Also published March 18, 2010, in J-Source magazine.
By Claude Adams
Trauma wasn’t a big issue for journalists 32 years ago when Unit 2 of the Three Mile Island nuclear facility in Pennsylvania suffered a partial core meltdown. As I remember it, we were “spooked” by the fact that if we were accidentally radiated, we’d never know it until our hair started to fall out weeks later.
That produced its share of gallows humor at the time. As did my anxiety when my flight out of Harrisburg back to Washington took me over a TMI cooling tower just as it belched a huge cloud of steam. Was it a radioactive cloud? What was the pilot thinking? Was I doomed?
I remember worrying what effect this flyover might have on my ability to produce children, but the subsequent arrival of Patrick (1981) and Ariel (1987) put those fears to rest.
They were heady, stupid days. Most of the journalists who converged on Dauphin County to cover that iconic nuclear accident knew almost nothing about reactors, relief valves, or radiation. We were ignoramuses eager to produce some disaster porn. Science was not our strong point. The most common question in the media scrums was “What’s a millirem?” (Answer: It’s one-hundredth of a Sievert.) We’d all seen The China Syndrome, so we were all waiting for the molten uranium to burn its way through the earth’s crust and initiate the Countdown to Armageddon. Meanwhile, we listened to the lies and evasions of the plant operators, and wrote the obfuscatory stories that created more confusion than clarity for our readers.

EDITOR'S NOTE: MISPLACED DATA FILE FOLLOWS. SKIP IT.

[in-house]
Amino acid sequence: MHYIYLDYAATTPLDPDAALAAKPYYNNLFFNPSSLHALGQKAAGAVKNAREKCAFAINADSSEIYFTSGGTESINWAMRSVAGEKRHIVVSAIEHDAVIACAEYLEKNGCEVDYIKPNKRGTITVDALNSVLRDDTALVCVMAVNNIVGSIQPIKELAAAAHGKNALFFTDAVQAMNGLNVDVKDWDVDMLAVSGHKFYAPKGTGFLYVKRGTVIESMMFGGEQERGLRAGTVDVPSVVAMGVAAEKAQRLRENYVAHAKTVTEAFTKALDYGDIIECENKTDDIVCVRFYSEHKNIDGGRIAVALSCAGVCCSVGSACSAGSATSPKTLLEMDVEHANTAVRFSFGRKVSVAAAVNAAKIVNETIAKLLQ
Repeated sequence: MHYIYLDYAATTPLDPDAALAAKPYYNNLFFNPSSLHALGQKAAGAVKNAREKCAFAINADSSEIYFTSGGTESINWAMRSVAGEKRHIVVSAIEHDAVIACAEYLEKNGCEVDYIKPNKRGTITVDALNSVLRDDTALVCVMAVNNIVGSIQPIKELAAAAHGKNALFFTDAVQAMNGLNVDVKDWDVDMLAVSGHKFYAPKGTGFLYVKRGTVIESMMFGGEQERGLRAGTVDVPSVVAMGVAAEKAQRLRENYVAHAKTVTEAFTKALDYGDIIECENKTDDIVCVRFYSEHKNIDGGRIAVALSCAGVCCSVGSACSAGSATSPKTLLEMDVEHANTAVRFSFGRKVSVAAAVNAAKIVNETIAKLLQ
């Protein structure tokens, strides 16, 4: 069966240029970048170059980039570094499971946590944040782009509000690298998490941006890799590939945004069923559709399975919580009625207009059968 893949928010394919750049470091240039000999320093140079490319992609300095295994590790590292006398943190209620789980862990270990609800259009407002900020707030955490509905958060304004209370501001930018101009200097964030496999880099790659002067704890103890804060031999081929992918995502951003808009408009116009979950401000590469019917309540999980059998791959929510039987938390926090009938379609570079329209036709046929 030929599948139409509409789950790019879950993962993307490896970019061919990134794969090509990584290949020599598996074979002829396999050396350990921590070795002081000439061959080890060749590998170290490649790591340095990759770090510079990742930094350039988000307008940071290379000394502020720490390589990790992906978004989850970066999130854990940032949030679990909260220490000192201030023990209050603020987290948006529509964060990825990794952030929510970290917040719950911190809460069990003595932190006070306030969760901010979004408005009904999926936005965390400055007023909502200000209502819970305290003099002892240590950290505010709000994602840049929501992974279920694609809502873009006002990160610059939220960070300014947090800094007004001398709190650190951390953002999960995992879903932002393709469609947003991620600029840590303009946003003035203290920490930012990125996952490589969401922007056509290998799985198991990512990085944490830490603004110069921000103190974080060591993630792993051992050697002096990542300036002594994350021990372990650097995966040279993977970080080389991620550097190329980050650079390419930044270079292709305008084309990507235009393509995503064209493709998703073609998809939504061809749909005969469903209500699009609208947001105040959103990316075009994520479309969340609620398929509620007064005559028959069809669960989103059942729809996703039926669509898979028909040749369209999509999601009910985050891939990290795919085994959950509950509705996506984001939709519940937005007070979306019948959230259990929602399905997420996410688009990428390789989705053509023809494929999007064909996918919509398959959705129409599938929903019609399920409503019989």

I remember one day, desperate for fresh copy, a few us drove out to farm country to see the cows. We’d been told that cows react to unnatural events by turning away from the source of trouble. So we found a farmer’s field where most (but not all) of the cows were facing away from the TMI cooling towers. That was enough for a provocative photograph and a few chilling paragraphs with a catchy headline: “What do the cows know that we don’t?”